On 25-27 September, home grown food security was at the centre of the 3rd International Conference on Neglected and Underutilized Species (NUS 2013). The 3-day event looked at using NUS, as key to improving the livelihoods of people living in rural poverty.
NUS, also known as orphan crops, are often traditional or locally growing food species that fall outside the mainstream of agricultural research and development agendas, yet often they are rich in nutrients and well-adapted to low input agriculture.
Following the conference, New Agriculturist published an issue of the magazine with a special focus on the value of the world's plant genetic potential. This edition outlines how NUS can contribute to health, resilience and improved livelihoods. Contributors to the ‘Points of view’ section discuss the research and policy implications if the potential of NUS is to be achieved, while the Global Forum on Agricultural Research (GFAR) research and innovation section examines the development of value chains for wild plants and underutilized crops with commercial potential.
This November issue highlights three initiatives carried out by Bioversity International and partners, that show how:
- efforts in India to market minor millet varieties, that are often nutritious and grow well in erratic rainfall patterns and in poor soils can reap rewards for rural women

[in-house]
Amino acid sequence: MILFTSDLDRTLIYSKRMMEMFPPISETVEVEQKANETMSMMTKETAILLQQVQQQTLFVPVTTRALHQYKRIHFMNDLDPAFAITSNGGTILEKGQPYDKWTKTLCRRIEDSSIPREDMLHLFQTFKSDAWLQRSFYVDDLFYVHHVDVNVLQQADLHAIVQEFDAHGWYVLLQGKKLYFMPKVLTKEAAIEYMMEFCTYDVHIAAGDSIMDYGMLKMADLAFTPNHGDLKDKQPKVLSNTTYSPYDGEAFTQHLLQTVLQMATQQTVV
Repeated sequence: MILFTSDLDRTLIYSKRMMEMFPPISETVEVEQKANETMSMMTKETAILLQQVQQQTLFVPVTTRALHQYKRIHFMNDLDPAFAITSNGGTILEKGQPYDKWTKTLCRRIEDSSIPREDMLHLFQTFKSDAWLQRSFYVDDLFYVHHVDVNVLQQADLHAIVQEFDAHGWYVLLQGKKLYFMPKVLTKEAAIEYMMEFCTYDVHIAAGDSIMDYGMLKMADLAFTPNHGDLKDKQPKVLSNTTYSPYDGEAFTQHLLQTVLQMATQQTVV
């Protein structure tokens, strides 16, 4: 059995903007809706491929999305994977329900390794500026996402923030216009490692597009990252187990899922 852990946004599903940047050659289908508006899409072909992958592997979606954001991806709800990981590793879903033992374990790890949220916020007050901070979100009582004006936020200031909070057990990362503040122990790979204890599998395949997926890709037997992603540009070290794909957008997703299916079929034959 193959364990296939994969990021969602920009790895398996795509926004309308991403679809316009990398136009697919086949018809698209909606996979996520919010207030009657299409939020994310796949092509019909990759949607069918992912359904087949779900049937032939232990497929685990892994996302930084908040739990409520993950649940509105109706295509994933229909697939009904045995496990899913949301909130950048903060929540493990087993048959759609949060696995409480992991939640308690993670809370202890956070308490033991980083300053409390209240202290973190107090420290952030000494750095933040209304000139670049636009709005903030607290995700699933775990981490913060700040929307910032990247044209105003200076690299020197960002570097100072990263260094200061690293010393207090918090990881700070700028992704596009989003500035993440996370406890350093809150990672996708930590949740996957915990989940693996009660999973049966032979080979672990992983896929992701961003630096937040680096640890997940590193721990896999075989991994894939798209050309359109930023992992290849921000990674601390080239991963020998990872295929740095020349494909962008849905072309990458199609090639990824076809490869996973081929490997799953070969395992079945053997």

- smallholder farmers in Bolivia, India and Nepal are using agricultural biodiversity to mitigate the effects of climate change
- quinoa diversity is being marketed in Bolivian coffee shops, including a quinoa chocolate chip cookie, helping to improve smallholder farmers’ livelihoods.
To read the special issue, visit the New Agriculturalist website.
Later this month, the Accra Statement for A Food Secure Africa Declaration will also be published. This also resulted from the 3rd International Conference on Neglected and Underutilized Species and will be a position statement put together by conference delegates, collaborators and like-minded organizations that will form the basis of a policy brief to raise awareness and drive action for NUS in Africa. Watch the Bioversity website for further updates.
If you missed the conference and want to find out more, please visit the NUS 2013 website.